Hogarth Press first edition book jacket designs
Christopher Isherwood, Goodbye to Berlin (1939)
“Before leaving for China, Isherwood had completed “The Landauers”, “On Ruegen Island”, and “A Berlin Diary (Winter 1932-33)” and given them to John Lehmann, who was beginning his negotiations with the Woolfs to become managing director of the press. Lehmann collected the various stories from the first Berlin diary to the last and arranged them in novel form as Goodbye to Berlin (1939), and the novel was published by the Hogarth Press under Lehmann’s supervision in March.
Goodbye to Berlin, thanks in part to the audacious spirit of Sally Bowles, became another fast-selling, popular success for Isherwood and the Hogarth Press. Reviewers were generally enthusiastic, although troubled by the fragmented structure and the omnipresent narrator Christopher Isherwood who bore the author’s name. Few of them saw at the time the irony, art, and control with which Isherwood had shaped his characters and assembled his episodes. Edmund Wilson, almost alone, saw Goodbye to Berlin in terms that would become obvious to later more observant critics. Reviewing the American edition by Random House, Wilson noted that Isherwood was a master of social observation whose eye was “accurate, lucid and cool; and it is a faculty which brings its own antidote to the hopelessness and horror he describes”. Isherwood’s prose, added Wilson, was “a perfect medium for his purpose”, allowing the reader “to look right through Isherwood and to see what he sees”.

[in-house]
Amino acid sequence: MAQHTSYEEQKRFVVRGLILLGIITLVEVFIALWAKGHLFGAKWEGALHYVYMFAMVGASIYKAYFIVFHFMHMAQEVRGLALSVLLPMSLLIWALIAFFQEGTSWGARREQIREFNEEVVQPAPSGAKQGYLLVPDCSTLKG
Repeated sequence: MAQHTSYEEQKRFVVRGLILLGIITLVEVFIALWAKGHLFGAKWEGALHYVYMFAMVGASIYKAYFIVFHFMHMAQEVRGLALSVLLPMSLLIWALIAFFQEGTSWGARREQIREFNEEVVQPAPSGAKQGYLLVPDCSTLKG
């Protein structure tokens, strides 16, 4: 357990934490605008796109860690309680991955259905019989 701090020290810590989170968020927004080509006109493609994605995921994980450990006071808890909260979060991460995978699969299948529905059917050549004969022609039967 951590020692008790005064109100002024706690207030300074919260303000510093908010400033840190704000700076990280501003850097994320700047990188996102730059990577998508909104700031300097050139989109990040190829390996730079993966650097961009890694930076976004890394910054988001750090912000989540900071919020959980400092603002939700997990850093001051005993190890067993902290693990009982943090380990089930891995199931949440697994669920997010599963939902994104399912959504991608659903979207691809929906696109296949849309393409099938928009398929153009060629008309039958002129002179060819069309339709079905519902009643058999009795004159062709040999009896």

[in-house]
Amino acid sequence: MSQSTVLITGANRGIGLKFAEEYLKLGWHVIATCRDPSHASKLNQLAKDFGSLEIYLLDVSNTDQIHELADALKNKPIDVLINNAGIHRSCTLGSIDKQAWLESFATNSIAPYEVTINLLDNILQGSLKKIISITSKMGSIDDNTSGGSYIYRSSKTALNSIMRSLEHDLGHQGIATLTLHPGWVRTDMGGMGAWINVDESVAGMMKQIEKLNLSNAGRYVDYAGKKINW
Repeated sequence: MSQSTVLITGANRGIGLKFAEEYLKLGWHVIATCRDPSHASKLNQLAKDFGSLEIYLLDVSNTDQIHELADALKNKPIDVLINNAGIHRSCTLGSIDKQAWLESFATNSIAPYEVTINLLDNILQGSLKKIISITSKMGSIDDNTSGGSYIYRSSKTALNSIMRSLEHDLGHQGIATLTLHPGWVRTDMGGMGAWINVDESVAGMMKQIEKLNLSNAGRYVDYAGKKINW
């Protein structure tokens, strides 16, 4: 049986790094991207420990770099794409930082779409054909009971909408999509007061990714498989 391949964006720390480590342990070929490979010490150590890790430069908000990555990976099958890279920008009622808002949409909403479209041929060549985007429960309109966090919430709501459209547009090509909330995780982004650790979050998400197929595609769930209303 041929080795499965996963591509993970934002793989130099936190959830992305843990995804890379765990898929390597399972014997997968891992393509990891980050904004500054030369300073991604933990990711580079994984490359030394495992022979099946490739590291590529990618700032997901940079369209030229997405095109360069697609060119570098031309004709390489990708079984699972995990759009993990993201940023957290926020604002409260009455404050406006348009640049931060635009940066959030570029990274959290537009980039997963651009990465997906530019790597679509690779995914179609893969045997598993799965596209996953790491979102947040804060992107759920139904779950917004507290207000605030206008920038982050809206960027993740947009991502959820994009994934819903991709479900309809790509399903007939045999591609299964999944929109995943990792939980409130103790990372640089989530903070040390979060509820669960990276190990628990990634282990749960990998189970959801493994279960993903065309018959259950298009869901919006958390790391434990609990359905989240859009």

J.H. Willis Jr, Leonard and Virginia Woolf as Publishers: The Hogarth Press 1917-1941
Hogarth Press studies
Woolf’s-head Publishing is a wonderful collection of cover designs, book jackets, and illustrations – but also a beautiful example of book production in its own right. It was produced as an exhibition catalogue and has quite rightly gone on to enjoy an independent life of its own. This book is a genuine collector’s item, and only months after its first publication it started to win awards for its design and production values. Anyone with the slightest interest in book production, graphic design, typography, or Bloomsbury will want to own a copy the minute they clap eyes on it.
Leonard and Virginia Woolf as Publishers: Hogarth Press, 1917-41 John Willis brings the remarkable story of Leonard and Virginia Woolf’s success as publishers to life. He generates interesting thumbnail sketches of all the Hogarth Press authors, which brings both them and the books they wrote into sharp focus. He also follows the development of many of its best-selling titles, and there’s a full account of the social and cultural development of the press. This is a scholarly work with extensive footnotes, bibliographies, and suggestions for further reading – but most of all it is a very readable study in cultural history.
© Roy Johnson 2005